Last week I told the story of Moira, a bride frustrated with her passive-aggressive mom and equally frustrated with her own inability to confront her. Here’s the strategy I laid out for Moira, so as to be assertive and draw boundaries.
I suggested she first reassure her mother that she was happy she’s interested in the wedding and wants it to be a perfect day. She also needed to reaffirm that when they disagreed, it was not a rejection of her support.
Once Moira reassured her mother that this whole planning process wasn’t a referendum on their love, she moved on to a discussion of the dress and the bridesmaids (source of the most recent argument).
I suggested a script like this:
“I love my wedding dress. I know it’s not the one you liked. It is, though, the one I love and I’m glad you were there when I found it. I’m sorry things got out of hand with the girls. They didn’t mean to hurt you. I think you know that, too. They want to speak with you and I hope you let them explain what happened. I’m not getting into the middle of this, though, and I don’t want you to give me ultimatums. I feel that you’re pressuring me to take sides and to punish good friends for what is just a misunderstanding. I don’t want this dress to remind me of something that grew way ugly and way out of proportion. I know you don’t want that, either.”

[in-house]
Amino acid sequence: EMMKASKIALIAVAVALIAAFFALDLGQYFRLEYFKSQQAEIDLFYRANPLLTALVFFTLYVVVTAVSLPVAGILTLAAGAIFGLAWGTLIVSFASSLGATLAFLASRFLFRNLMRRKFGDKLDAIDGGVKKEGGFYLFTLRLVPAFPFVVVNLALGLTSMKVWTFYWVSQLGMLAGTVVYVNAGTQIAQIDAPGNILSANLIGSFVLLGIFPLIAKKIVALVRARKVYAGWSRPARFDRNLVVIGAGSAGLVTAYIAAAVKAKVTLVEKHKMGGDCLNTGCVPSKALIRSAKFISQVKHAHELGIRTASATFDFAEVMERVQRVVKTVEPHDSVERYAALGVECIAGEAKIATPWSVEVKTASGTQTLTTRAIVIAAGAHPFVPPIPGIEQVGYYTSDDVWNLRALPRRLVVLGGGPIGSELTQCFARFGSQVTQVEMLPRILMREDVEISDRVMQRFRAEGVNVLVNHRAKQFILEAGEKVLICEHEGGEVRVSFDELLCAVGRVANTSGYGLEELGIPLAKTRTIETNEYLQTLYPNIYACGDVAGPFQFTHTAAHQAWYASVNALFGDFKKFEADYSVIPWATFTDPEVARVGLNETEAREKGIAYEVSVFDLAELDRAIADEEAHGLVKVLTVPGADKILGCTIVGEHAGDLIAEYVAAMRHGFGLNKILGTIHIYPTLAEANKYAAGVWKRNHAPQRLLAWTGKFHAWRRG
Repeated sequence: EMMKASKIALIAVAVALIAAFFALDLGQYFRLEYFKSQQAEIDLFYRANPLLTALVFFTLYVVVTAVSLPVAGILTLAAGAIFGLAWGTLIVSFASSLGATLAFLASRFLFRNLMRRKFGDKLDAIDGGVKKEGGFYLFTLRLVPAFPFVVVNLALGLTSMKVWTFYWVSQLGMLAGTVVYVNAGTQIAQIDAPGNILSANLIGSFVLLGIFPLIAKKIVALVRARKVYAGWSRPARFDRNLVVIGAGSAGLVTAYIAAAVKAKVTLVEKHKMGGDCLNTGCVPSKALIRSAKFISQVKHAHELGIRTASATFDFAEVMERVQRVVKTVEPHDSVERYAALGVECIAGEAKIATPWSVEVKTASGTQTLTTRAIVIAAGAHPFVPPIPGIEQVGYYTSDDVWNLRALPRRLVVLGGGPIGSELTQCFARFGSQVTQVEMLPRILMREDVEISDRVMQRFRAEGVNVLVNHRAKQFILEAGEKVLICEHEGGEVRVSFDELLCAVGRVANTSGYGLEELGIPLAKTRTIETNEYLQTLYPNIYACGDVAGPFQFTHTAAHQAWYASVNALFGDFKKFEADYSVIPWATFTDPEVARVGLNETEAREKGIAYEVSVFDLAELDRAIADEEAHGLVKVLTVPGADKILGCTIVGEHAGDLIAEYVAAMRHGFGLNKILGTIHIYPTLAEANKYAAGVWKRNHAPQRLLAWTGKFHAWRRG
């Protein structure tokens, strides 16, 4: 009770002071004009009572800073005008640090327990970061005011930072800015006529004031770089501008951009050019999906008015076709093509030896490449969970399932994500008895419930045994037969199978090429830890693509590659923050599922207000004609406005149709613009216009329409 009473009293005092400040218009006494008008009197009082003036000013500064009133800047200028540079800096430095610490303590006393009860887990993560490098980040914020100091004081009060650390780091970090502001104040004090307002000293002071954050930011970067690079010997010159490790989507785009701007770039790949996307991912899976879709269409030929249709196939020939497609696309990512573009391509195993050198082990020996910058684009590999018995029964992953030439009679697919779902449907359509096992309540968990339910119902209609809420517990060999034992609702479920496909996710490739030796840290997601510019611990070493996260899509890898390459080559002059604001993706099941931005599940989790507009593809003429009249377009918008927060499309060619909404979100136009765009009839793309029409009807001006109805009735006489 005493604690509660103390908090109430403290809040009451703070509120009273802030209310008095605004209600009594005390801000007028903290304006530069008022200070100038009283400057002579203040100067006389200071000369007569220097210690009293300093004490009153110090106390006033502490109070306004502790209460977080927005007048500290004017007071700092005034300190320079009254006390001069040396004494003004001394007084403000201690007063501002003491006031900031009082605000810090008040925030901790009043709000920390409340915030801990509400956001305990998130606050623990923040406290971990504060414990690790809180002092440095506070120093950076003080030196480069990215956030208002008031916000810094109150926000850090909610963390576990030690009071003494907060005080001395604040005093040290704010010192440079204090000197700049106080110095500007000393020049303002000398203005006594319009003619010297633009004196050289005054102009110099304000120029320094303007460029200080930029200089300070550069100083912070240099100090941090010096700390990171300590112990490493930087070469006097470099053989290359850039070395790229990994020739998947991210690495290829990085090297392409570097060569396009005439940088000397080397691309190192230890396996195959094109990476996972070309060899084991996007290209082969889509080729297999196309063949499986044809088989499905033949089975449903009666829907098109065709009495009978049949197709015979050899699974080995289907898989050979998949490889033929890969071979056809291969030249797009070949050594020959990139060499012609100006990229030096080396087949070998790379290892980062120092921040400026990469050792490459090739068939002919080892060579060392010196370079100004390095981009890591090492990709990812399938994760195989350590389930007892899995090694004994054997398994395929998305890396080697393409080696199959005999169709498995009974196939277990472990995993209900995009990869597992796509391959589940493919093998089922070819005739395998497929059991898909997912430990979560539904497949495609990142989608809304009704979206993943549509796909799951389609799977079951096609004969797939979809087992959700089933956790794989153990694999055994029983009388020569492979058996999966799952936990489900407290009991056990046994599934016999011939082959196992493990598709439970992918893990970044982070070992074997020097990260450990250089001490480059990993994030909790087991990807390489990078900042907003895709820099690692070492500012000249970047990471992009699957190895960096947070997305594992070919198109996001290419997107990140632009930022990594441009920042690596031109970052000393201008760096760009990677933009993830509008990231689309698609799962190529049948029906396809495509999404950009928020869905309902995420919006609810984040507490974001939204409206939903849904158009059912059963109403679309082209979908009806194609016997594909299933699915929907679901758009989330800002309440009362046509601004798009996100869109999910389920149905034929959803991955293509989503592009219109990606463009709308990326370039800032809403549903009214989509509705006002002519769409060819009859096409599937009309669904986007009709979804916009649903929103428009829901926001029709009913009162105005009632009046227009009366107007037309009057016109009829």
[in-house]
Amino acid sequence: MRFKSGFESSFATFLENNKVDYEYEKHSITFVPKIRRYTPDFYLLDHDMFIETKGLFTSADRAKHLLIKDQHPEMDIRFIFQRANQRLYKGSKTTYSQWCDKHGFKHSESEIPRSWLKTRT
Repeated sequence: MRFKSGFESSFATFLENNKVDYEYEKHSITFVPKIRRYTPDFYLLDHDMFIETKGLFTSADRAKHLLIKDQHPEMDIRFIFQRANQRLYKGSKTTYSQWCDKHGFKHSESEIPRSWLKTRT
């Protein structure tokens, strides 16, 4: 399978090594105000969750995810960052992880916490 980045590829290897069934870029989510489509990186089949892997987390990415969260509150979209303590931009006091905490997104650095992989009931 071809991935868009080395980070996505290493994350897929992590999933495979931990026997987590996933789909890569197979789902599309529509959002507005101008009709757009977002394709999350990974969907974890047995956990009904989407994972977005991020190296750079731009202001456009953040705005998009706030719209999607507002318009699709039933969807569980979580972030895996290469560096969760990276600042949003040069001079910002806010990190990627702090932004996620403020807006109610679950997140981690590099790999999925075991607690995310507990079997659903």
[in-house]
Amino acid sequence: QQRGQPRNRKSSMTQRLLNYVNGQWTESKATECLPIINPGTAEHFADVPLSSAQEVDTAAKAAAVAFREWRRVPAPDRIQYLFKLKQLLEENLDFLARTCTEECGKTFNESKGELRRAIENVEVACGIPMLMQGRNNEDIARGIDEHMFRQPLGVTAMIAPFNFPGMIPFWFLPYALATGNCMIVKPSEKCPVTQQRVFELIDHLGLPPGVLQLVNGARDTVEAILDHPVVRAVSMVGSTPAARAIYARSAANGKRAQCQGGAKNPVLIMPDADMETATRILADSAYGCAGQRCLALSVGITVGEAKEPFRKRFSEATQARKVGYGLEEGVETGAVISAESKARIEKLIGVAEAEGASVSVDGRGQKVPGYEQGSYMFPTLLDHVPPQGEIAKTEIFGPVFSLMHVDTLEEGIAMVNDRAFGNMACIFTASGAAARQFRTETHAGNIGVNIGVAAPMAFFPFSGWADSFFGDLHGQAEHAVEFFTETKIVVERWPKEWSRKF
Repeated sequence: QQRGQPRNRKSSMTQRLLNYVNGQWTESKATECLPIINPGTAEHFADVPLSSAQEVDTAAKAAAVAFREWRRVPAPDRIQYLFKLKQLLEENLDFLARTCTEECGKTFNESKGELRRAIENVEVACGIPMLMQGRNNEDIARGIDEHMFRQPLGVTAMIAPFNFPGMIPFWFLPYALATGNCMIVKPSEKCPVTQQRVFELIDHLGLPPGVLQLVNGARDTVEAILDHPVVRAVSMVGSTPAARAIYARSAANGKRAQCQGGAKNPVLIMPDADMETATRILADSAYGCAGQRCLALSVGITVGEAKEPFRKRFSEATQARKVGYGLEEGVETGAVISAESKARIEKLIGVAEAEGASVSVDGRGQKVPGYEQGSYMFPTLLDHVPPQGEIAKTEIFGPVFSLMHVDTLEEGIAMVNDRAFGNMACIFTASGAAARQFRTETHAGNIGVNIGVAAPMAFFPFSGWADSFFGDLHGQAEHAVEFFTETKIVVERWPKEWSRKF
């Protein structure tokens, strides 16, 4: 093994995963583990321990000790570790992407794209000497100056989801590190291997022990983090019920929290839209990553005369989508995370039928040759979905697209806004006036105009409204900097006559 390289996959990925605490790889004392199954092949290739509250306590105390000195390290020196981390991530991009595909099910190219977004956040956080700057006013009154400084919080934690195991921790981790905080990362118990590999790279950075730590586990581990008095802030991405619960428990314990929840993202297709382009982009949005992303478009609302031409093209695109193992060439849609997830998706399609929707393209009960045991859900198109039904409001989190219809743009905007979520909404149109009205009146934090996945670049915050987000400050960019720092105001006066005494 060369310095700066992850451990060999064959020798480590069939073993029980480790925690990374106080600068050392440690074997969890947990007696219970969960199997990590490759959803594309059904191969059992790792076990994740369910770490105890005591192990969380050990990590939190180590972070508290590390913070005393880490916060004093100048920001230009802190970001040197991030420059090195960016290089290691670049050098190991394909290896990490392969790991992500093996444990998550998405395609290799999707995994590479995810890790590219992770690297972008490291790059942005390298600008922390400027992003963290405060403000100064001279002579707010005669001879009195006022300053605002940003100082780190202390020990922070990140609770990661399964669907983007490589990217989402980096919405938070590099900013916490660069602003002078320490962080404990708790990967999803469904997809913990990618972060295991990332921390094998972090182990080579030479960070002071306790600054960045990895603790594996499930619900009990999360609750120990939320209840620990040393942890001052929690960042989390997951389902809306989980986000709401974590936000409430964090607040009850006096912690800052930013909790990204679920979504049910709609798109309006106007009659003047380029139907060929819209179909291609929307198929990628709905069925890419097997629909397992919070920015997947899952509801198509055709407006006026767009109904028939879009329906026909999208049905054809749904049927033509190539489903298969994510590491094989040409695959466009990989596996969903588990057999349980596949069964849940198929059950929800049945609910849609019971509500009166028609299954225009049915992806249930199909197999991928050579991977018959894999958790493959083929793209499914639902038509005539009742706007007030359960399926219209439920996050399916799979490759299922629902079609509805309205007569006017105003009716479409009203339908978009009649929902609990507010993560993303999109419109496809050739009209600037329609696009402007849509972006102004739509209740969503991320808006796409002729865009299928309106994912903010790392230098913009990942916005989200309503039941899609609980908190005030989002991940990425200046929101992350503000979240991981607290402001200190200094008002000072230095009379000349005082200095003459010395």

Although Moira resisted, I urged her to give it a try — it’s not like her mother was going to be more reasonable using any of the old tactics.
Moira reassured her mother that she appreciated everything she was doing and explained that rejecting her suggestions wasn’t a rejection of her. That helped to calm her mother’s insecurities.
However, Moira’s conversation about the dress didn’t go as well. Within a week, though, Moira’s mother realized she wasn’t going to get any traction from harping about the incident. Eventually, Moira’s mom and the bridesmaids had their talk and she got her apology.
As the wedding drew closer, Moira’s mom tried to stir up more drama but by then Moira felt confident speaking directly to her. By the time Moira walked down the aisle, she and her mother had laid the groundwork for a healthier way of talking with each other.
And Zach, Moira’s husband, was a relieved man!
Remember: having a hard conversation is hard because we’re not used to this “dance step.” However, no good can come from shouting, shutting down, or manipulating someone we claim to care about. With understanding comes clarity, the bedrock for resolution and healing!
Please send your questions to JP Reynolds at: firstname.lastname@example.org